The Most Common Casino Jobs

With more and more casinos operating as multimillion-dollar businesses, flush with all the amenities, services, and extras that make them total resort properties, the possibilities for employment almost exceed the imagination.

Many Casinos Have Similar Structures to Each Other with Many of the Same Game Offerings

Such places must cover their expansive casino floors, supplying personnel to run all the games twenty-four hours a day, seven days a week, as well as staff their marketing, sales, accounting, hotel, restaurant, and entertainment divisions. As a result, casino resorts employ thousands of people under a variety of titles. They provide a wealth of employment opportunities, especially for those with prior experience in the hospitality field. But remember, too, many newcomers start in smaller places – establishments not quite as high-profile the Wynn, MGM Grand, The Palms, Bally’s, and Caesars. While these so-called break-in houses may not be as glamorous or visually appealing as the big-name casinos, they serve a purpose and should not be overlooked in your job search. At the smaller places employees often take on more responsibilities at an earlier stage, learn the particulars of the job quicker, make contacts, and then move up to the more prestigious resort-theme properties.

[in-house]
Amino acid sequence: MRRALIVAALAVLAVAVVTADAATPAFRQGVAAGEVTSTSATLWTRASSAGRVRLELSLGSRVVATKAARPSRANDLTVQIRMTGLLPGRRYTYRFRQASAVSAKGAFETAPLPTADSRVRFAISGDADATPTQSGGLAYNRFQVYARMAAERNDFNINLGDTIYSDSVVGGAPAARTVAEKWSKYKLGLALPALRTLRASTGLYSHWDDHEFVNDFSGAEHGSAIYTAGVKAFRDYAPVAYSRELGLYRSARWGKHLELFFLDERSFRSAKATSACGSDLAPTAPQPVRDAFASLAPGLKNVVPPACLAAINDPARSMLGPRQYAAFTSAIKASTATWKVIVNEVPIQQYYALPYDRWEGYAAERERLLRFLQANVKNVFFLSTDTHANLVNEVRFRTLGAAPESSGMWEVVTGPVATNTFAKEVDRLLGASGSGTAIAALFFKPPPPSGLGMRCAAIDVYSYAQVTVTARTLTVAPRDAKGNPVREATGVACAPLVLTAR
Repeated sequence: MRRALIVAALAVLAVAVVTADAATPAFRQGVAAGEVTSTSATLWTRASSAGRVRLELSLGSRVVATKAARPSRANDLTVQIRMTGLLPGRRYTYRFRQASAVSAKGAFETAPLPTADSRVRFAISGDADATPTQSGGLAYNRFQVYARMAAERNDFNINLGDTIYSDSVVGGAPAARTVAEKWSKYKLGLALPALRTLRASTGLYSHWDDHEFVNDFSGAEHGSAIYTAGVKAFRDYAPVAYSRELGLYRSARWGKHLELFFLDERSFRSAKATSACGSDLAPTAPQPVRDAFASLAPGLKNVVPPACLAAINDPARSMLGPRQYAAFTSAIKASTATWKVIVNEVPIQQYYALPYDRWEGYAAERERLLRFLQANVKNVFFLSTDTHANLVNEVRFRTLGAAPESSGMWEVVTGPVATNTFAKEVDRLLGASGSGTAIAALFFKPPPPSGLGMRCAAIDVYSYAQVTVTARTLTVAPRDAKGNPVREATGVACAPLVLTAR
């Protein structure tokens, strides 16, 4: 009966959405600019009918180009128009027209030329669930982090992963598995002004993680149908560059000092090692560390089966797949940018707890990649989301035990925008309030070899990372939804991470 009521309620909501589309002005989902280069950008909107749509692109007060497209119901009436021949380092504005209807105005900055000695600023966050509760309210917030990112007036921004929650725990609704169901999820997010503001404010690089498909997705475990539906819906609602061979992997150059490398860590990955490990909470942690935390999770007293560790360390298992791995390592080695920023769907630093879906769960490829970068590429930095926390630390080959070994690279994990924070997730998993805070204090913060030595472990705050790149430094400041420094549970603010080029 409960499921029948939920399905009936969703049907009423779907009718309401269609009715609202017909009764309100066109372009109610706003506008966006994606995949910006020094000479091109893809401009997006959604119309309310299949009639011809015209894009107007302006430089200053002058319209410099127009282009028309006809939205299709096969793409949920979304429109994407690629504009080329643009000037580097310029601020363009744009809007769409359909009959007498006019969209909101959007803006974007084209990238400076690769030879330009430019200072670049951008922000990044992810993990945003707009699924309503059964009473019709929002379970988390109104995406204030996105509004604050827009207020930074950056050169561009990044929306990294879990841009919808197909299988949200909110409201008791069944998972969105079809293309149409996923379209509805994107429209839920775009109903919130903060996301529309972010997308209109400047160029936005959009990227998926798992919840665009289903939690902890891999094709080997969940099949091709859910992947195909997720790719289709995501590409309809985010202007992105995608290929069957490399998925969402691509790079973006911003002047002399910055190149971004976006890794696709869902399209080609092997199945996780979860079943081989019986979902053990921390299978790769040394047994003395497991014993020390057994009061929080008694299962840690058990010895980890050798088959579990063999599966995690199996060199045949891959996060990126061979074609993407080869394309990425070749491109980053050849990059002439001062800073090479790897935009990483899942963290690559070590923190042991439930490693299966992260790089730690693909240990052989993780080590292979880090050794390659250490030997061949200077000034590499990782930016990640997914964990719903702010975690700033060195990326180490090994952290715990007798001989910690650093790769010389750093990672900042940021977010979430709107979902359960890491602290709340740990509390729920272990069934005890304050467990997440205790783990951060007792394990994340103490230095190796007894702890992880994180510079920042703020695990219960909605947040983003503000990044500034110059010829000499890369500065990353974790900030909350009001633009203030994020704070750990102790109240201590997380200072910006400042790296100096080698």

In the following sections we’ve outlined typical positions commonly available at both big hotel resort properties and at smaller casino-only properties. Jobs are described under two main categories: Casino Floor Positions and Corporate and Hotel Positions. Because the focus of this site is gaming-related jobs, we have included more specific information on those types of jobs than on hotel or administrative corporate jobs. Depending on the nature of the particular casino floor job described, some listings will be brief while others will be more lengthy.

Whenever possible we’ve included insider information relating to tipping protocol, the physical aspects of the job, and the overall atmosphere or environment one can expect working a particular job.

Persons interested in non-casino floor positions will find a brief overview of job positions under the section entitled Corporate and Hotel Positions. Human resources, accounting, entertainment, marketing, sales, and hotel divisions at a casino resort usually run similar to their nongaming counterparts. Often the job titles and responsibilities are the same, such as front desk clerk, receptionist, or cocktail server. But whereas traditional hotel resorts or other industries may be downsizing and eliminating positions, new and expanding casino resorts need people for all areas of operation.

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